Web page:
We Are The Champions At Any Price: Antonio Brown and the Patriots

Olivia Pan ’20

Chief Opinions Editor

On Friday, September 20th, it was officially announced that the Patriots would be releasing wide-receiver, Antonio Brown, due to rape and sexual misconduct allegations that have been swirling around him in recent weeks. Brown’s release from the Patriots came shortly after Sports Illustrated reported that Brown had sent a series of threatening and intimidating text messages to his second female accuser, who alleges Brown sexually harassed her while she painted a mural in his home. The Patriots received copies of these messages the day before his release. Nike also previously announced that same week that they would be severing their relationship with Brown. 

According to the New York Times, the Patriots’ “initial silence and resistance to sidelining Brown during the N.F.L. investigation drew immediate criticism from fans, who said the team had ignored serious accusations in pursuit of wins.” 

Every serious allegation being leveled against a person deserves a full investigation. Being accused of something does not automatically mean that a person is guilty. However, in light of new information, I personally believe that Brown is a sexual predator. And it is clear to me that the Patriots were looking out for their own self-interests, as usual, and were playing a game of wait and see with Brown. Only when other big names, like Nike, began jumping ship, did they decide to release Brown. It seemed that it was their intention to win as many games as possible until the heat became too much for them to appear neutral. This is a team that has been under a cloud before for crossing lines and being more than a bit shady to win a football season. Some detractors have even accused the team and its coaches of blatant cheating, so it came as no surprise to me that they were willing to let Brown continue playing for them during the rape investigation.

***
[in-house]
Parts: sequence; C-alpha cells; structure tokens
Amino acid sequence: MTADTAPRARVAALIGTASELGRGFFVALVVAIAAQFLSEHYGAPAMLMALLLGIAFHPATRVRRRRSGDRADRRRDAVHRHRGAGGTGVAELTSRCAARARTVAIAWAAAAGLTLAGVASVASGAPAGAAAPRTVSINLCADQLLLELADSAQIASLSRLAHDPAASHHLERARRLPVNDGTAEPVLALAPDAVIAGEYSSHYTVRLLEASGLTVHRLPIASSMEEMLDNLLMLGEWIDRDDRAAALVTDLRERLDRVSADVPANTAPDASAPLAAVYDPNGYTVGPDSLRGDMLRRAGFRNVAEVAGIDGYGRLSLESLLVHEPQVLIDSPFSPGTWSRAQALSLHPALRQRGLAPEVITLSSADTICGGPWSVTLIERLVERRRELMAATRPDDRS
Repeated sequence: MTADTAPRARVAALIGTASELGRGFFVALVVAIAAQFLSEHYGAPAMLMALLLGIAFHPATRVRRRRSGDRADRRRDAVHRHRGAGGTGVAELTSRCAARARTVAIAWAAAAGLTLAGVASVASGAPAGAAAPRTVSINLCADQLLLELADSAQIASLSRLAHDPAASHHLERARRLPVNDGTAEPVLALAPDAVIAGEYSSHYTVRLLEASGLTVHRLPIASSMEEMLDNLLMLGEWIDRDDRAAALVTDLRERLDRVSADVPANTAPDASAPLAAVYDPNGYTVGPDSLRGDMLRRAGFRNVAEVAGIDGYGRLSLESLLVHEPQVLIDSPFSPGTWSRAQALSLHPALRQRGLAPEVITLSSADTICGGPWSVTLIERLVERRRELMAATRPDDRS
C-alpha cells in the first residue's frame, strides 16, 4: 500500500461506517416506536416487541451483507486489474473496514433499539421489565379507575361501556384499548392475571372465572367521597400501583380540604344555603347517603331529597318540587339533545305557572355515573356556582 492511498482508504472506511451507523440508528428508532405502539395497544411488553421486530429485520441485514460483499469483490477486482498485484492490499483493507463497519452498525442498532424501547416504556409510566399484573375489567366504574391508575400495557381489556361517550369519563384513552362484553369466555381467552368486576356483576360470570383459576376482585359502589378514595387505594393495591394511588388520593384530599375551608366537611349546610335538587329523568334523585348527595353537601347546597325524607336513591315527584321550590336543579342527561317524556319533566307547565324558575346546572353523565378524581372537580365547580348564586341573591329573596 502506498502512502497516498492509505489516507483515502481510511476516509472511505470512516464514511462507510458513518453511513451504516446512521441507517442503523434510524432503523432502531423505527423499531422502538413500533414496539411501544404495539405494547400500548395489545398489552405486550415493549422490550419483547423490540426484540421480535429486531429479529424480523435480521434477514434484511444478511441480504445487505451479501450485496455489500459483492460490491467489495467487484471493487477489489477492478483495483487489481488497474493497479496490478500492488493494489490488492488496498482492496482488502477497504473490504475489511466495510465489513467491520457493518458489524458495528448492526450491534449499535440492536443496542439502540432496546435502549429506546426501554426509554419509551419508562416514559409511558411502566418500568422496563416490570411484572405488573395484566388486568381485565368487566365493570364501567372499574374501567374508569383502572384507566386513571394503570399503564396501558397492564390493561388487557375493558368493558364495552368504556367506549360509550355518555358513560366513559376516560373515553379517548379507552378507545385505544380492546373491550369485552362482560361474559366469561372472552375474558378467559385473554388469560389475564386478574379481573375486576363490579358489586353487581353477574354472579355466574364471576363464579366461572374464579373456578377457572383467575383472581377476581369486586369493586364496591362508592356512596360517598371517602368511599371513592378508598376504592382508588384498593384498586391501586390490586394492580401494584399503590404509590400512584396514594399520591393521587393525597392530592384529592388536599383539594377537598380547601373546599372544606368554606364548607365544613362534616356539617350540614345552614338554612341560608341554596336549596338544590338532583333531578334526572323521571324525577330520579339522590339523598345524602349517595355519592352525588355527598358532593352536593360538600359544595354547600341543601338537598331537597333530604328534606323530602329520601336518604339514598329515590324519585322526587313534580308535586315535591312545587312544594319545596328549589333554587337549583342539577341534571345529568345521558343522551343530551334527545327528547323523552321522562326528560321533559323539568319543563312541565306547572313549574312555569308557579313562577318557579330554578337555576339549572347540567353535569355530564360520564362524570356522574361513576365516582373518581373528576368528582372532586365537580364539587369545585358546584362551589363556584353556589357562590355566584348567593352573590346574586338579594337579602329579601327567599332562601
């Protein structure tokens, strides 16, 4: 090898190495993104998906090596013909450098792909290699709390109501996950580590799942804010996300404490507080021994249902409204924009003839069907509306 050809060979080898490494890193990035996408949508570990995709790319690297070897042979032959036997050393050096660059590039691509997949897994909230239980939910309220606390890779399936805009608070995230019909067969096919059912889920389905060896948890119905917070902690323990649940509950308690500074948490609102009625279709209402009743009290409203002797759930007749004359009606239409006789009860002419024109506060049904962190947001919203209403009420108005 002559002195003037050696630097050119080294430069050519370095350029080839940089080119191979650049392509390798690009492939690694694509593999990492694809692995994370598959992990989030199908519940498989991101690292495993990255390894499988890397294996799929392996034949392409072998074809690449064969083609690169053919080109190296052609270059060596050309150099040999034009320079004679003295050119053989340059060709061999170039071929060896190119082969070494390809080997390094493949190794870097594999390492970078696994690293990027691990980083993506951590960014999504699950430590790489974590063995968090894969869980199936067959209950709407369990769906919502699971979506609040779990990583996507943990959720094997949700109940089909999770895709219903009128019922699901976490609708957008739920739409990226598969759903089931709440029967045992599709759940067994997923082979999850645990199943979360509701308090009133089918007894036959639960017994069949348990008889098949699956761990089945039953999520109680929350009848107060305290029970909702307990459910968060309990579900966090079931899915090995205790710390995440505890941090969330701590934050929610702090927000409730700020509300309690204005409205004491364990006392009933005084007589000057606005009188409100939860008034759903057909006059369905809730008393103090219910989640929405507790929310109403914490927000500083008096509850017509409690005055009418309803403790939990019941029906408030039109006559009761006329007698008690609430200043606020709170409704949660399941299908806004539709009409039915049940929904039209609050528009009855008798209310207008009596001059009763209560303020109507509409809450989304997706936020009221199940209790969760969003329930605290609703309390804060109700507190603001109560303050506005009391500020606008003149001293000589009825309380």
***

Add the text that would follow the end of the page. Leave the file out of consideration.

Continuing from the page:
Photo courtesy of The New York Times.

I think that the Patriots also signed Brown likely knowing of his troubled history with the Oakland Raiders. According to Time Magazine, Brown has a history which included being fined $215,073.53by the Raiders for “conduct detrimental to the team.” After being released from the Raiders, the Patriots signed Brown “almost immediately.” The Patriots have given off an air of simply not doing their own due diligence, or suspending play, while serious allegations are vetted, so long as they are able to stay the course to championships.

Head coach of the Patriots, Bill Belichick also refused to answer any questions from news reporters pertaining to the release of Brown or regarding the scandal overall. It’s cowardly. He spearheads this football team, and the roster of players on it. Thus, he has a responsibility to answer questions forthrightly and transparently, not act like he has been slighted every time a reporter asks the obvious. 

That being said, if Antonio Brown worked in an office and was accused of sexual misconduct or rape, wouldn’t his bosses tell him to take a few days, or a few weeks off, until a full investigation cleared him? I guess that doesn’t happen when it’s an all-boy office. Well, Mr. Kraft and Mr. Belichick, at least you both jumped on the bandwagon as it rolled away. Bravo. 

Categories: Opinions

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